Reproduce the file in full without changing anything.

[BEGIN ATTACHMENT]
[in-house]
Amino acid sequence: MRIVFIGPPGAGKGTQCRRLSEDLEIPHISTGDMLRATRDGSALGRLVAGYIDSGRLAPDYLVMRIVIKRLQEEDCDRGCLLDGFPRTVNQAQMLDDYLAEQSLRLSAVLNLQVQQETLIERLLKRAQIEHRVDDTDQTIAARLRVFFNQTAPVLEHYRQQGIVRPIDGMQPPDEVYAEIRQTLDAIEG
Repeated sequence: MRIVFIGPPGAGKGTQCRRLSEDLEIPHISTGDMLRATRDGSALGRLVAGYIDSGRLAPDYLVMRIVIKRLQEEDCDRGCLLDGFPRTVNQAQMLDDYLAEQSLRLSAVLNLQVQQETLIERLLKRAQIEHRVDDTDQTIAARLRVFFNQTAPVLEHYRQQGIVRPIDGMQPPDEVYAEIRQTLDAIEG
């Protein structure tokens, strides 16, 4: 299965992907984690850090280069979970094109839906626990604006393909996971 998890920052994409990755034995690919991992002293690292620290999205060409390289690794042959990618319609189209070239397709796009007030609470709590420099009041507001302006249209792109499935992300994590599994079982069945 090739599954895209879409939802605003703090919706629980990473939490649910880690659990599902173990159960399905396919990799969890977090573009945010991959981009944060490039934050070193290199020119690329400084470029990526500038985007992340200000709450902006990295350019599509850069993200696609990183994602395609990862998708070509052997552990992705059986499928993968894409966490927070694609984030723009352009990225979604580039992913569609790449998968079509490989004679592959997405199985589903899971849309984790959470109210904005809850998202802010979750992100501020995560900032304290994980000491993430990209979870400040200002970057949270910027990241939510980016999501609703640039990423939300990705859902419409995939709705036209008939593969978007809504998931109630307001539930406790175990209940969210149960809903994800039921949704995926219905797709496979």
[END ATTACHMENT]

[in-house]
Amino acid sequence: MRIVFIGPPGAGKGTQCRRLSEDLEIPHISTGDMLRATRDGSALGRLVAGYIDSGRLAPDYLVMRIVIKRLQEEDCDRGCLLDGFPRTVNQAQMLDDYLAEQSLRLSAVLNLQVQQETLIERLLKRAQIEHRVDDTDQTIAARLRVFFNQTAPVLEHYRQQGIVRPIDGMQPPDEVYAEIRQTLDAIEG
Repeated sequence: MRIVFIGPPGAGKGTQCRRLSEDLEIPHISTGDMLRATRDGSALGRLVAGYIDSGRLAPDYLVMRIVIKRLQEEDCDRGCLLDGFPRTVNQAQMLDDYLAEQSLRLSAVLNLQVQQETLIERLLKRAQIEHRVDDTDQTIAARLRVFFNQTAPVLEHYRQQGIVRPIDGMQPPDEVYAEIRQTLDAIEG
């Protein structure tokens, strides 16, 4: 299965992907984690850090280069979970094109839906626990604006393909996971 998890920052994409990755034995690919991992002293690292620290999205060409390289690794042959990618319609189209070239397709796009007030609470709590420099009041507001302006249209792109499935992300994590599994079982069945 090739599954895209879409939802605003703090919706629980990473939490649910880690659990599902173990159960399905396919990799969890977090573009945010991959981009944060490039934050070193290199020119690329400084470029990526500038985007992340200000709450902006990295350019599509850069993200696609990183994602395609990862998708070509052997552990992705059986499928993968894409966490927070694609984030723009352009990225979604580039992913569609790449998968079509490989004679592959997405199985589903899971849309984790959470109210904005809850998202802010979750992100501020995560900032304290994980000491993430990209979870400040200002970057949270910027990241939510980016999501609703640039990423939300990705859902419409995939709705036209008939593969978007809504998931109630307001539930406790175990209940969210149960809903994800039921949704995926219905797709496979």